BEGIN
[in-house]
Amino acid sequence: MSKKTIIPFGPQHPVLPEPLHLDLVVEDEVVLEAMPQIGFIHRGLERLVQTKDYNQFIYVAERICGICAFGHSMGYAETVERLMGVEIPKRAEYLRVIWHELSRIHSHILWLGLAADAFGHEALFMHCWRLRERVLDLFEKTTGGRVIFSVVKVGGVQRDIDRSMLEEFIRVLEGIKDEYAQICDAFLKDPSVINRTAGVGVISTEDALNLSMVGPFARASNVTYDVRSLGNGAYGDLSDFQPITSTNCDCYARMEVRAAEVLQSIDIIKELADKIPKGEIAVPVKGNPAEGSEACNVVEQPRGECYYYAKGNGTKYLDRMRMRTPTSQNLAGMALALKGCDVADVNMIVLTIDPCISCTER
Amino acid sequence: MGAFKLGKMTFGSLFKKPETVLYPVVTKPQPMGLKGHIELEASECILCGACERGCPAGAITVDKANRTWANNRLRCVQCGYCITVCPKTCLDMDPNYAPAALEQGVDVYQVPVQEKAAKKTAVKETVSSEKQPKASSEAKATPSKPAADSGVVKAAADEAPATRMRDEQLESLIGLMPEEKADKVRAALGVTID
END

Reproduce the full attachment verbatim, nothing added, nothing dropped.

[in-house]
Amino acid sequence: MSKKTIIPFGPQHPVLPEPLHLDLVVEDEVVLEAMPQIGFIHRGLERLVQTKDYNQFIYVAERICGICAFGHSMGYAETVERLMGVEIPKRAEYLRVIWHELSRIHSHILWLGLAADAFGHEALFMHCWRLRERVLDLFEKTTGGRVIFSVVKVGGVQRDIDRSMLEEFIRVLEGIKDEYAQICDAFLKDPSVINRTAGVGVISTEDALNLSMVGPFARASNVTYDVRSLGNGAYGDLSDFQPITSTNCDCYARMEVRAAEVLQSIDIIKELADKIPKGEIAVPVKGNPAEGSEACNVVEQPRGECYYYAKGNGTKYLDRMRMRTPTSQNLAGMALALKGCDVADVNMIVLTIDPCISCTER
Amino acid sequence: MGAFKLGKMTFGSLFKKPETVLYPVVTKPQPMGLKGHIELEASECILCGACERGCPAGAITVDKANRTWANNRLRCVQCGYCITVCPKTCLDMDPNYAPAALEQGVDVYQVPVQEKAAKKTAVKETVSSEKQPKASSEAKATPSKPAADSGVVKAAADEAPATRMRDEQLESLIGLMPEEKADKVRAALGVTID